Intro to Women's Studies 2010

etsu: 2011-2014

My Reactions to “Wonder Women”

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Wonder Women is a fantastic documentary that truly shows how women can be depicted in the media. This film shares the good and the bad within media depictions of women; however, it also has the capability of empowering women by teaching them that they are strong individuals who can achieve their dreams without the help of a man. In this post, I would like to share my thoughts on several key points this film contained.

First, Wonder Women explained exactly how women are objectified in the media more so than men. Often times, women are wearing tight, short, provocative clothing. They are skinny, attractive, and have large breasts. Some women are portrayed as helpless beings, always in need of a man. Others are portrayed as strong women who can conquer anything that stands in their way…as long as they look beautiful and are showing plenty of skin. Whenever I see these images, it frustrates me. Why do women usually seem to be portrayed as sexual objects for desire? Then I started thinking…men are usually portrayed that way too. Many of our favorite male characters in movies, video games, and other types of media are the attractive men with a good smile and a fit body. I have caught myself gawking at “hot” celebrities cast in the main roles of films, but then I get frustrated when men are in awe over a half-dressed woman on the screen. I want the women to be respected and covered-up, but the man can show his muscles if he pleases. That is definitely a double standard. For those who believe women are more objectified through the media than men, I feel we should reevaluate our argument. If we want media companies to incorporate real-looking, respectable women on the big screen, then we should also demand real-looking, respectable men as well.

On another note, Wonder Women describes that women in the media have it worse than men because more violence is thrown upon a woman. I do agree with that. Although men are in most battle scenes and they do face plenty of violence within the media, women usually have more harm done to them. In various forms of media, women are beaten, raped, and killed. They are held hostage and tortured. They face brutal treatment and are made to look inferior to men in some forms of media. Chains hold them back and a man has to rescue them from harm. This section of the documentary made me think of Disney. I grew up watching Disney’s princess movies and, honestly, I still find them entertaining today. However, think of how they depict women. Snow White can only be awakened from her sleep if her true love kisses her. Jasmine is held in chains inside of Jafar’s sand hourglass until Aladdin rescues her. Cinderella is oppressed from the beginning and spends her time focusing on the prince, who eventually has to return her glass slipper to her. Ariel gives up her voice to meet Eric and remains mute through most of The Little Mermaid. She relies on the man to care for her. Little girls see these images and they want to imitate these Disney princesses. Yes, these princesses have good qualities, but they never can seem to do much without a man. They are not independent and they rely on men to take care of them. What messages do little girls get from watching these films? What messages does humanity in general receive while engaging in media that portrays women as fragile creatures that need men as their saving grace? My young cousins love to dress up as princesses. They walk around the house in their dresses and high heels. They want me to do their hair and make-up. Then they say, “Help! The beautiful Princess (enter name here) needs her prince to come save her!” Do they realize they are capable of saving themselves?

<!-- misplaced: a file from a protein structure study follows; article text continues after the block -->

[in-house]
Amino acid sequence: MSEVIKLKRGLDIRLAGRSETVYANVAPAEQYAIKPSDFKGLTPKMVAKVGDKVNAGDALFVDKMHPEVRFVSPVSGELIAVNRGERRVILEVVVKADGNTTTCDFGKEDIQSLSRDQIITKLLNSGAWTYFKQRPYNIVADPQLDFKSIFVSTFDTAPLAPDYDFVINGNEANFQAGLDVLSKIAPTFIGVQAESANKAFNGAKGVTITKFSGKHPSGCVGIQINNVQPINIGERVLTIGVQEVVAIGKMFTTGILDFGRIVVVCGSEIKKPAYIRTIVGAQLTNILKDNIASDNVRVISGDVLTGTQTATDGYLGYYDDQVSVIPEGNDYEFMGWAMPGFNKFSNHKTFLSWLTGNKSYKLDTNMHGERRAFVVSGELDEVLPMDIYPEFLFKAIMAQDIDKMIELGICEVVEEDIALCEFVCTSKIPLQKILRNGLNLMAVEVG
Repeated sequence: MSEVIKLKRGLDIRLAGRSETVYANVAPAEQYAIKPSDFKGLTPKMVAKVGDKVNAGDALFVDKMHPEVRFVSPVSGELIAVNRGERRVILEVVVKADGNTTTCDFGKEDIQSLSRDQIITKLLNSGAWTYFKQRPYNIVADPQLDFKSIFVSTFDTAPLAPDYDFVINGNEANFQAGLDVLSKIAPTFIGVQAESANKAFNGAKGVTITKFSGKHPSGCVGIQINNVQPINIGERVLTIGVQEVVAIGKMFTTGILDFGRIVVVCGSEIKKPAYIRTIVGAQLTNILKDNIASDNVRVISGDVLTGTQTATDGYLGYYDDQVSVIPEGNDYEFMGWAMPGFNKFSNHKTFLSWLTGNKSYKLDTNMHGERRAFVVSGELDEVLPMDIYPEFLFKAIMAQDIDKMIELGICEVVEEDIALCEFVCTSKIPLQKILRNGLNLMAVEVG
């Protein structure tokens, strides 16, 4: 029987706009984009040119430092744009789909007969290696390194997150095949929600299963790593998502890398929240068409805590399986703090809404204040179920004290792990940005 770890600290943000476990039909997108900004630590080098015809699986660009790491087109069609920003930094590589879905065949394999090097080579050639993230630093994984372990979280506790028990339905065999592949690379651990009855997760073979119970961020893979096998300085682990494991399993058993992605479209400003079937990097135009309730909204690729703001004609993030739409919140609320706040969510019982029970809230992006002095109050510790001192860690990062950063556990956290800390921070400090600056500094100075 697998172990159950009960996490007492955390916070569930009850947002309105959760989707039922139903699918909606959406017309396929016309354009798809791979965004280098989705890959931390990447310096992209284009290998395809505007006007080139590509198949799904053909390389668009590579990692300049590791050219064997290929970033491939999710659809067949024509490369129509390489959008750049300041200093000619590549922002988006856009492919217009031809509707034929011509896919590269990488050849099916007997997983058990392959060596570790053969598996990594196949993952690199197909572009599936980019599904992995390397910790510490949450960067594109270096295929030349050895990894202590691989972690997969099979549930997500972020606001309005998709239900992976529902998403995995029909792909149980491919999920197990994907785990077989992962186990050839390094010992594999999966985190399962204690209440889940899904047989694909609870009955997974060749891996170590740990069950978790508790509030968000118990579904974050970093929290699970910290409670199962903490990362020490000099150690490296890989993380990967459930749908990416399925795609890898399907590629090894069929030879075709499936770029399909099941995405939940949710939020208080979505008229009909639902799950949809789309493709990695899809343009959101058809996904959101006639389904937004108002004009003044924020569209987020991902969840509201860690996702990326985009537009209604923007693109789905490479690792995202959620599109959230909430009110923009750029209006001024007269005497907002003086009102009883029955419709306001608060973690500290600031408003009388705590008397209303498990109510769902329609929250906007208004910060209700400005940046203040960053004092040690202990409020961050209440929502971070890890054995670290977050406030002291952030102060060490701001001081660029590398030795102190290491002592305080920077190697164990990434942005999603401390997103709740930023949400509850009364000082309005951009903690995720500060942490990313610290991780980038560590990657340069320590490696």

Finally, Wonder Women mentions how important it is for girls and women to have strong female role models. This can be any woman, from a mother or grandmother, best friend, Hermione from Harry Potter, or even Mother Teresa. It’s important for females to have role models who teach them that they are intelligent and capable. They are strong and important. They deserve respect and can achieve whatever they want in life. Women need role models who teach them the importance of independence. It is fine for a man to be present in a woman’s life and, every now and then, women need the help or presence of their man. However, women and men should be equal. A woman does not always need a prince or a knight in shining armor to come rescue her.

The documentary’s conclusion showed young girls choosing a superpower. Some wanted to fly, some wanted to help others, and some wanted to be “Recycle Girl”. Think of how beautiful the world would be if men and women alike never gave up on their superpower. They made their dreams happen and really made an impact in the world, whether it be in their own lives or the lives of others. Strength, hope, and perseverance are important things. Wonder Women‘s ending gave me chills. Pictures of woman after woman crossed the screen-women from ancient history up through today, women that made a difference and kept their dreams and voices alive. As the film said, “Strong women leave legacies. They leave us with the thought that if she can do it, I can do it too.”

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